Published: 2017-07-12 15:39
Last Updated: 2021-04-11 00:09
Wasta have been ingrained in Jordan for decades - a social practise to describe using one’s connections or influence to get things done.
However, Ministry of Higher Education and Scientific Research is planning to tackle this form of nepotism by adding a university course on the principles of integrity and codes of conduct. This will include the rejection of wasta and corruption, drawing attention to its risks on political, economic and social development.
The course also aims to educate students on the role of the Integrity and Anti-Corruption Commission.
This came after the Ministry of Higher Education and Research signed a Memorandum of Understanding (MoU) with the Integrity and Anti-Corruption Commission on Wednesday, vowing to promote the principles of integrity, transparency and good governance.
The MoU states that the Ministry will assist the Commission by encouraging Jordanian universities by holding lectures, seminars, workshops, activities and events to promote values and ideas that promote integrity and discourage favouritism among students and faculty members.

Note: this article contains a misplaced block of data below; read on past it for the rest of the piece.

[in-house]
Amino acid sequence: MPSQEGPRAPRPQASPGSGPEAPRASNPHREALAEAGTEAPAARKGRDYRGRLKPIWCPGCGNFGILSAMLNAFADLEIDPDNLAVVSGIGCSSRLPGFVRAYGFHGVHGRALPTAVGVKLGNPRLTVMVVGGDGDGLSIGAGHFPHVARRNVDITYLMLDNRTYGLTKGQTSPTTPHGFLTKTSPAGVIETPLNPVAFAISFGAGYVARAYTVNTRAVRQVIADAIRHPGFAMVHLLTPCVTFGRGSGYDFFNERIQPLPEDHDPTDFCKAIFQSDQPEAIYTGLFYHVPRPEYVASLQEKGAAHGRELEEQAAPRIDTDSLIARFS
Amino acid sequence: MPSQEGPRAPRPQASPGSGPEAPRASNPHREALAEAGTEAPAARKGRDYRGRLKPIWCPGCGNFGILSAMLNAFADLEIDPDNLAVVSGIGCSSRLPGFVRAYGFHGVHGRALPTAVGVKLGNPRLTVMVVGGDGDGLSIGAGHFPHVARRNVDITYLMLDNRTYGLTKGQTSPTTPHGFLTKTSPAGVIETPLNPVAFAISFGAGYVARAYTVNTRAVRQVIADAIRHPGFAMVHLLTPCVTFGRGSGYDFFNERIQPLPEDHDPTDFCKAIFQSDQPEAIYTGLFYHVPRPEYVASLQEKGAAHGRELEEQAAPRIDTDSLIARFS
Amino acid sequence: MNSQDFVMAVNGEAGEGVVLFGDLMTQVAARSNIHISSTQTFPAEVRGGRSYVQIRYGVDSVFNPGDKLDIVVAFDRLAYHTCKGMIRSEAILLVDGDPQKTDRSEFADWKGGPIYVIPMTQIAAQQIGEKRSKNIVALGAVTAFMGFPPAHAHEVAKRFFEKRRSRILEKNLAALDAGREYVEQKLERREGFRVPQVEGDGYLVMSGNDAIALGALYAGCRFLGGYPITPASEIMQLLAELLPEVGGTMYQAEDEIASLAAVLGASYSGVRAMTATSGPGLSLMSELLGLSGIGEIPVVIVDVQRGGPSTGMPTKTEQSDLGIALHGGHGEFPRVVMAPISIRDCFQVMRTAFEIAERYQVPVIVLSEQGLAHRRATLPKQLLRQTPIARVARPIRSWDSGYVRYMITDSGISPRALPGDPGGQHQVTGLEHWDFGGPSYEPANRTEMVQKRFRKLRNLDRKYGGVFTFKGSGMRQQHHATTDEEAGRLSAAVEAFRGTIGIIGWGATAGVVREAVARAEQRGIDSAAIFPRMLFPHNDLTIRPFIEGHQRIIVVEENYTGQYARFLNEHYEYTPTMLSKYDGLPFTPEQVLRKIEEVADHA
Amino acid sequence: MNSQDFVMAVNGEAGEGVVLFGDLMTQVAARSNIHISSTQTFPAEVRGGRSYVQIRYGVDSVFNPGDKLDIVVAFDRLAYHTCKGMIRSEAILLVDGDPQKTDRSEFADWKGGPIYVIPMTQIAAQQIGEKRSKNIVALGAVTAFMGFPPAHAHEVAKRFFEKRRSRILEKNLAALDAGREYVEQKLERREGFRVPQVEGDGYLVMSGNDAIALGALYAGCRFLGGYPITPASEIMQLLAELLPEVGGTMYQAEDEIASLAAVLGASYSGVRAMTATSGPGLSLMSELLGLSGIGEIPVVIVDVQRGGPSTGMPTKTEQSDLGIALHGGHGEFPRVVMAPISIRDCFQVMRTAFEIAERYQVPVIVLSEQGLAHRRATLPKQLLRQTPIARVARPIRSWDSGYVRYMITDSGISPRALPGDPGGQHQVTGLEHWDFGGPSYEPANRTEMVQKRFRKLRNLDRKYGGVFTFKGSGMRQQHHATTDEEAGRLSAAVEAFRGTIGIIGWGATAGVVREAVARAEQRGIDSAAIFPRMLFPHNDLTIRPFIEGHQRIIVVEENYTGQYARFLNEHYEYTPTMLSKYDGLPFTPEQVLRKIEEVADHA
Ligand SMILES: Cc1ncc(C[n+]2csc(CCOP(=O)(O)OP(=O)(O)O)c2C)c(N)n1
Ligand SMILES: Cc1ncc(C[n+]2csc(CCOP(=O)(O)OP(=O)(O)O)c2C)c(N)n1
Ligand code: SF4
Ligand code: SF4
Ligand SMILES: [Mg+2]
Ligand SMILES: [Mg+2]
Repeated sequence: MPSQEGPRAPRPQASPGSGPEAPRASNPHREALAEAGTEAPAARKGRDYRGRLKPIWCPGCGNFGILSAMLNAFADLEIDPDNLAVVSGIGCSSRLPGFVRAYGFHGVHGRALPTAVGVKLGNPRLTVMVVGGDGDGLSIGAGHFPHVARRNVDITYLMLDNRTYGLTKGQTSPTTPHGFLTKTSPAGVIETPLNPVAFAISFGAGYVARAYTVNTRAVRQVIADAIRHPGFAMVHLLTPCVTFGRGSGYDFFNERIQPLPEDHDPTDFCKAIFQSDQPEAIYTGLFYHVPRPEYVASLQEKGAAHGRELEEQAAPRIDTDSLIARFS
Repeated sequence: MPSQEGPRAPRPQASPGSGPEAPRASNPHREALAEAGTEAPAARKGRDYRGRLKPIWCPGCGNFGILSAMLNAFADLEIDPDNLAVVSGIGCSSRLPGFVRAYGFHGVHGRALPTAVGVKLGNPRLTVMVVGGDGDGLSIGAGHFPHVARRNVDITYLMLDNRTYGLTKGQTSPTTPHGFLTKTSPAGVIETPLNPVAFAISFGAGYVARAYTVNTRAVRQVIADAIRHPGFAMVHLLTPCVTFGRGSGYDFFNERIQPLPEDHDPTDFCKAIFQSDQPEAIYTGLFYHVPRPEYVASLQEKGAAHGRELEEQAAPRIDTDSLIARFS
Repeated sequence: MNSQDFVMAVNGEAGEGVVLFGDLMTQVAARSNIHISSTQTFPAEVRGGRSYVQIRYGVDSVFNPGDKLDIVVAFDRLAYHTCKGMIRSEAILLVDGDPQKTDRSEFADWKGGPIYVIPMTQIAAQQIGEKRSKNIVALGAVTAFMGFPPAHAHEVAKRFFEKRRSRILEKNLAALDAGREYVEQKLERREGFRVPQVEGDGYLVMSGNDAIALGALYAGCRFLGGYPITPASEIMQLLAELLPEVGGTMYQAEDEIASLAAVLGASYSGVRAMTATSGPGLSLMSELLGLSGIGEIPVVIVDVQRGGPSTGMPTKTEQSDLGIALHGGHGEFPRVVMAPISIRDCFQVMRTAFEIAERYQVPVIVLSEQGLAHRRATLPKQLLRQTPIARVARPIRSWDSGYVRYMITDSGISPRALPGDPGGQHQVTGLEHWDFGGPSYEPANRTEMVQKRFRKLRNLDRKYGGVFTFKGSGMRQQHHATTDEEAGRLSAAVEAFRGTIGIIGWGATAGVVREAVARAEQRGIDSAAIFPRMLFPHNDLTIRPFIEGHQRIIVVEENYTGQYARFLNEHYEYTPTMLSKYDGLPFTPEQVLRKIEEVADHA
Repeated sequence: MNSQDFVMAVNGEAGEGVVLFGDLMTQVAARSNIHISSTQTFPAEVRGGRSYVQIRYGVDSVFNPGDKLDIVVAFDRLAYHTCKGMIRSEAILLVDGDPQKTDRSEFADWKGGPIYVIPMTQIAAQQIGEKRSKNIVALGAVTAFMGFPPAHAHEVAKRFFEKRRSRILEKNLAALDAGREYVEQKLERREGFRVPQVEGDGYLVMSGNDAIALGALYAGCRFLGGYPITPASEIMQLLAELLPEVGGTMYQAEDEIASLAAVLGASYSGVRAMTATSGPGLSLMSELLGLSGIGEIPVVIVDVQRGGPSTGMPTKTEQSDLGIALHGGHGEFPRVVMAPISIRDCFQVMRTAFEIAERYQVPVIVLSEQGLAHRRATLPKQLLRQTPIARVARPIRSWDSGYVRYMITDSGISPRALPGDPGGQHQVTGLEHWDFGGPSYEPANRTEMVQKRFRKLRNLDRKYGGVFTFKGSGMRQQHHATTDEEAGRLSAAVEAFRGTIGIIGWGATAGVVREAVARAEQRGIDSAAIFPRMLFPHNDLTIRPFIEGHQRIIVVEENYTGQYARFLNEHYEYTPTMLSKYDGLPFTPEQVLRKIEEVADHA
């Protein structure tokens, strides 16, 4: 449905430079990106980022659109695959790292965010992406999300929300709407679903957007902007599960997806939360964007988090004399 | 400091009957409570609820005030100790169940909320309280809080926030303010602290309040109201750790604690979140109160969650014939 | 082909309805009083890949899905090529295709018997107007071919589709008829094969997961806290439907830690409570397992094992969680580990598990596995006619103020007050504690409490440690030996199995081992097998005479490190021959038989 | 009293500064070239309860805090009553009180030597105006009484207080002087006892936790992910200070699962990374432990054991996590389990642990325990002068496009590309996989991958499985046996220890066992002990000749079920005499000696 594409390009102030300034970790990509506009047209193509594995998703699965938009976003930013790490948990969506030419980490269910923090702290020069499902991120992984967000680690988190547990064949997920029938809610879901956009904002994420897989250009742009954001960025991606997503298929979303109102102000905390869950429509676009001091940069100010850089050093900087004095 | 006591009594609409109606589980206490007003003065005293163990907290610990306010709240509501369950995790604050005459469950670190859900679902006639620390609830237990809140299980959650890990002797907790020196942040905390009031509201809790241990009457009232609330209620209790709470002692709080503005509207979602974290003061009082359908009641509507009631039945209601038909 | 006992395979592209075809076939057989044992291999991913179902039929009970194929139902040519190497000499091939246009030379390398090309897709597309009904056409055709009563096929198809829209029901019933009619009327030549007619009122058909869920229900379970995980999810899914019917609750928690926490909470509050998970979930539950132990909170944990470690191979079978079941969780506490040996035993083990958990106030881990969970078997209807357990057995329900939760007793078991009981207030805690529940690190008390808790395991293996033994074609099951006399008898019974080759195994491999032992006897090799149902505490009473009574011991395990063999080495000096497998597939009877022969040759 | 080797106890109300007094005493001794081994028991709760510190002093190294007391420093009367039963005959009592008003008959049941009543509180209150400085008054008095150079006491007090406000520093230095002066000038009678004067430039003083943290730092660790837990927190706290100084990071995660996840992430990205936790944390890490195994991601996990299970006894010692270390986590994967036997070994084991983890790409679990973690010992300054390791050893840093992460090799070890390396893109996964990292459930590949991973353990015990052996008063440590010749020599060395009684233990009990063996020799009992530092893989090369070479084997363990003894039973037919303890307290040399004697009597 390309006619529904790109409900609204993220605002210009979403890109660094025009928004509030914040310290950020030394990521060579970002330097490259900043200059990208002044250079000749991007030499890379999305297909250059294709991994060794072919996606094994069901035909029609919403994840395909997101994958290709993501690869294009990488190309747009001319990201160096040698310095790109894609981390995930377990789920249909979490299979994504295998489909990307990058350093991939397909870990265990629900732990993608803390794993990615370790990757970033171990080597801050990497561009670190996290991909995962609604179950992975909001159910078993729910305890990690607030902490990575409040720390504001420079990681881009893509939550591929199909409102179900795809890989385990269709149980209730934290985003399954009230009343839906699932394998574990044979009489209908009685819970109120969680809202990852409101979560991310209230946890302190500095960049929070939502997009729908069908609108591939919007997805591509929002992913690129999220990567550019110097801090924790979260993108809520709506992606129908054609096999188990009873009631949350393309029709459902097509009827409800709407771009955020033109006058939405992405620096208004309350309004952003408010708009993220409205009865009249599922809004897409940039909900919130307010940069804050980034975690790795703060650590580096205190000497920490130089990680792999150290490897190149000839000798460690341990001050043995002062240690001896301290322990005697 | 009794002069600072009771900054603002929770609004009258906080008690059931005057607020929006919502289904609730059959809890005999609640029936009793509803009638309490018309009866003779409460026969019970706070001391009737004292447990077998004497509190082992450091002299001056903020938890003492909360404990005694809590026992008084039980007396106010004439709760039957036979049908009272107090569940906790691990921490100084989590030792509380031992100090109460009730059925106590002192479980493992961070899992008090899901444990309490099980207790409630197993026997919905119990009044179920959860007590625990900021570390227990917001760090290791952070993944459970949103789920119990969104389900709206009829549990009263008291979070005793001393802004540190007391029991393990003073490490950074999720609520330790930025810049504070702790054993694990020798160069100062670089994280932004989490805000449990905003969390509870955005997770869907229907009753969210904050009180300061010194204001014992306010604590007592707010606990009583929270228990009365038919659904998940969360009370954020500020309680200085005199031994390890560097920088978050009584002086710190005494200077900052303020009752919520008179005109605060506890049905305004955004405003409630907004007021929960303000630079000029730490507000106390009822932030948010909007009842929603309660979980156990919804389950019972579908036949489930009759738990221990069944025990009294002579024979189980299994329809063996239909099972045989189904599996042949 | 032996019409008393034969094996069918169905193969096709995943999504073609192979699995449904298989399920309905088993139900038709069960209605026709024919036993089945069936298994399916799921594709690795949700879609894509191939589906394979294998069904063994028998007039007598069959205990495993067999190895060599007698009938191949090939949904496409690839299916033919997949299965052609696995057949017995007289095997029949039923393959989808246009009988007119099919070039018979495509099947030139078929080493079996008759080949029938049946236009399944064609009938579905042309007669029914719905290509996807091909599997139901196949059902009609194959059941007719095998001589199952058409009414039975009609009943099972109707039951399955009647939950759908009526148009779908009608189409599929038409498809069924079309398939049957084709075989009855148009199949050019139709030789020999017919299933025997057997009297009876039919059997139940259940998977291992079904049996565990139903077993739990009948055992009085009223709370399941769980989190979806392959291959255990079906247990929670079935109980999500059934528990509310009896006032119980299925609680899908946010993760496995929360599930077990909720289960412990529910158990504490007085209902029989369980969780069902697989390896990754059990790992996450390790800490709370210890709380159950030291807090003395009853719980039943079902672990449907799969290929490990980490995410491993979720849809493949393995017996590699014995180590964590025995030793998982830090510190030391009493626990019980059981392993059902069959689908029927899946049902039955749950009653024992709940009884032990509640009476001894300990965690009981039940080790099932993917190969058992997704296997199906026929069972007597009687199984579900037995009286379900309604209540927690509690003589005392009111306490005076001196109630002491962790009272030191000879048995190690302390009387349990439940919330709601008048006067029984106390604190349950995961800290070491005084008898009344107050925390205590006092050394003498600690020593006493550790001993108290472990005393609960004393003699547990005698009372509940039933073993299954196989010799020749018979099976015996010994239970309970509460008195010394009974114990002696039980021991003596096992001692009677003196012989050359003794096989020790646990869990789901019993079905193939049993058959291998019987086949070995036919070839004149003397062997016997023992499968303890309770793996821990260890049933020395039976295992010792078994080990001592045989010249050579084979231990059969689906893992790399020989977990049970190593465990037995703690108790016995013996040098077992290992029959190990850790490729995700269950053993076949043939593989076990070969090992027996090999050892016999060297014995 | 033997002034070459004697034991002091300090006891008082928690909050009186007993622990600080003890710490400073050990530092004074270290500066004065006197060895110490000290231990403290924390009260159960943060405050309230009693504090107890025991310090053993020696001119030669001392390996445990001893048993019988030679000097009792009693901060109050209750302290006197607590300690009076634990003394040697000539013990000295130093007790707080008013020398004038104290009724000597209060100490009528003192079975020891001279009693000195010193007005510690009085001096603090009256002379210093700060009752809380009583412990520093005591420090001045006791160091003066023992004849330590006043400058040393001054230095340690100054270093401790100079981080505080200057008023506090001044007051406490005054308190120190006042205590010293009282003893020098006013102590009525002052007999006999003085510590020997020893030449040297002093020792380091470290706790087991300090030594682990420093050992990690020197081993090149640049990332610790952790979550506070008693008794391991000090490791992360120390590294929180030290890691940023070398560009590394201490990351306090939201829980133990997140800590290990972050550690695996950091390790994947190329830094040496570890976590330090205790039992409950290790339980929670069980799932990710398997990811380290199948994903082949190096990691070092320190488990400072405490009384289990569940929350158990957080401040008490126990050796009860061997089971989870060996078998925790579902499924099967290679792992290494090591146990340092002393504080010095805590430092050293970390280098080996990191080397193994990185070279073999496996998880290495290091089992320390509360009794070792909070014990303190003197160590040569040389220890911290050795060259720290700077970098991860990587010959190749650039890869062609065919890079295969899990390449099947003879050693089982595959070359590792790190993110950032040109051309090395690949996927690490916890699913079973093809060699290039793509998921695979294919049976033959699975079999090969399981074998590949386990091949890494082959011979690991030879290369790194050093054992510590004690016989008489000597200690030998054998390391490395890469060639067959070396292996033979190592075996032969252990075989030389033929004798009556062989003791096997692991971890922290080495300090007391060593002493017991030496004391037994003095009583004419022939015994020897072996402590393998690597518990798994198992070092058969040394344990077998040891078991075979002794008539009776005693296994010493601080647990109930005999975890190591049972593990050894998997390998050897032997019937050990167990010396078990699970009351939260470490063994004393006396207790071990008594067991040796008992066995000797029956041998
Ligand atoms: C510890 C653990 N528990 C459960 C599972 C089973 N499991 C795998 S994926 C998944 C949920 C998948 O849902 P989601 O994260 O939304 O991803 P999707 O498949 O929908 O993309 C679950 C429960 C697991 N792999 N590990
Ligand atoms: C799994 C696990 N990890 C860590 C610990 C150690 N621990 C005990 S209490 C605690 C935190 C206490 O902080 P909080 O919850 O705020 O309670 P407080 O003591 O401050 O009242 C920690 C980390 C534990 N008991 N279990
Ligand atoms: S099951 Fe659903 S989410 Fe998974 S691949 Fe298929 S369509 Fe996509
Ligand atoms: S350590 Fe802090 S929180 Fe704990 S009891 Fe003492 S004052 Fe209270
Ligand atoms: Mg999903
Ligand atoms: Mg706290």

The Minister of Higher Education and Scientific Research, Dr. Adel Tweissi, stressed the need to, “strengthen the values of integrity and transparency and accept accountability in the minds of our students, because they will be the decision makers in the Jordanian state in the near future.
According to the 2014 Family Status Report, a vast majority of Jordanian families — 83 per cent — agree that wasta is a form of corruption, although 65 per cent deem it as necessary to get a job.
“Wasta has become part of Jordanian society’s culture, but it remains an encroachment on others’ right to receive the same services from the state. The sense of injustice is one of the main reasons for instability that threatens societies,” said Minister of Political and Parliamentary Affairs Musa Maaytah.